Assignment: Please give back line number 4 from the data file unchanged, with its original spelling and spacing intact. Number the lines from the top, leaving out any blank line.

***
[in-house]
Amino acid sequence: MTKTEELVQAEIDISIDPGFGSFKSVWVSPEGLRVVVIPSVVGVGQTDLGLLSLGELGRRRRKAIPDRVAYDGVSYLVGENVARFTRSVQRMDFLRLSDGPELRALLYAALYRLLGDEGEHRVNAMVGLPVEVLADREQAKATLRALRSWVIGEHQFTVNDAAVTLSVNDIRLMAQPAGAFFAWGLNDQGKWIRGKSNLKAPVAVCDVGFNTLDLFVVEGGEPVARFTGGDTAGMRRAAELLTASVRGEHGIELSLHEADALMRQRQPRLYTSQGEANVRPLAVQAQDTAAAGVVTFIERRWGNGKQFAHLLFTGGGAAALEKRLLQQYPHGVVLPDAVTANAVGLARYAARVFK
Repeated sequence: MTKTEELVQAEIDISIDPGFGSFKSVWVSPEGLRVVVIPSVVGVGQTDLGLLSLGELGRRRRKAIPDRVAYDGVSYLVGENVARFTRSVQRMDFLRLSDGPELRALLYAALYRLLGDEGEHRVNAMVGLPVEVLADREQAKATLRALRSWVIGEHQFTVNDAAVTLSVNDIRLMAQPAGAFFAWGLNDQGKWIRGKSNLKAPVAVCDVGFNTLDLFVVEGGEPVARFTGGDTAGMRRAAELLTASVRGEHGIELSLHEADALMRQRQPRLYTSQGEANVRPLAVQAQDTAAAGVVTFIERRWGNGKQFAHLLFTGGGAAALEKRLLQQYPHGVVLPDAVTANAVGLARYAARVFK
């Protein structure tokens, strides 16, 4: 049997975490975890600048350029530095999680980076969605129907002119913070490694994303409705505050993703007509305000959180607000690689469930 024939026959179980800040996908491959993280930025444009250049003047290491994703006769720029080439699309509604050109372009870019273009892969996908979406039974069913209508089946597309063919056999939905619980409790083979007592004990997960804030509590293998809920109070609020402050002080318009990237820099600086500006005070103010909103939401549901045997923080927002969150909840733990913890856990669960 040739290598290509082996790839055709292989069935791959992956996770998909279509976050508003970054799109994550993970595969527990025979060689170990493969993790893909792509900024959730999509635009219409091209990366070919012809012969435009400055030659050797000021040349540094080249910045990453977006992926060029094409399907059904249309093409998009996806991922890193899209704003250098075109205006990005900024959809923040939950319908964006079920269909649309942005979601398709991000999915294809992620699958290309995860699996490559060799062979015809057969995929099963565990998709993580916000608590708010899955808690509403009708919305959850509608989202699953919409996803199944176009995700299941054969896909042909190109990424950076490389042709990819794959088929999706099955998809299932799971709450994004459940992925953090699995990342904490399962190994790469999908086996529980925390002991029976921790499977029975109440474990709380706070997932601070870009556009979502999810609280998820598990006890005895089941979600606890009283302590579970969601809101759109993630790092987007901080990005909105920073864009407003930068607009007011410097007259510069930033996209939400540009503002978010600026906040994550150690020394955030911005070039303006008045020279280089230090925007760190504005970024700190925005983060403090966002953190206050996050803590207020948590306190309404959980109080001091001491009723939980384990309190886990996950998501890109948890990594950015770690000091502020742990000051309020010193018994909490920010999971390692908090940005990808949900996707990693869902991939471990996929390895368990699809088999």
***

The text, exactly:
């Protein structure tokens, strides 16, 4: 049997975490975890600048350029530095999680980076969605129907002119913070490694994303409705505050993703007509305000959180607000690689469930 024939026959179980800040996908491959993280930025444009250049003047290491994703006769720029080439699309509604050109372009870019273009892969996908979406039974069913209508089946597309063919056999939905619980409790083979007592004990997960804030509590293998809920109070609020402050002080318009990237820099600086500006005070103010909103939401549901045997923080927002969150909840733990913890856990669960 040739290598290509082996790839055709292989069935791959992956996770998909279509976050508003970054799109994550993970595969527990025979060689170990493969993790893909792509900024959730999509635009219409091209990366070919012809012969435009400055030659050797000021040349540094080249910045990453977006992926060029094409399907059904249309093409998009996806991922890193899209704003250098075109205006990005900024959809923040939950319908964006079920269909649309942005979601398709991000999915294809992620699958290309995860699996490559060799062979015809057969995929099963565990998709993580916000608590708010899955808690509403009708919305959850509608989202699953919409996803199944176009995700299941054969896909042909190109990424950076490389042709990819794959088929999706099955998809299932799971709450994004459940992925953090699995990342904490399962190994790469999908086996529980925390002991029976921790499977029975109440474990709380706070997932601070870009556009979502999810609280998820598990006890005895089941979600606890009283302590579970969601809101759109993630790092987007901080990005909105920073864009407003930068607009007011410097007259510069930033996209939400540009503002978010600026906040994550150690020394955030911005070039303006008045020279280089230090925007760190504005970024700190925005983060403090966002953190206050996050803590207020948590306190309404959980109080001091001491009723939980384990309190886990996950998501890109948890990594950015770690000091502020742990000051309020010193018994909490920010999971390692908090940005990808949900996707990693869902991939471990996929390895368990699809088999």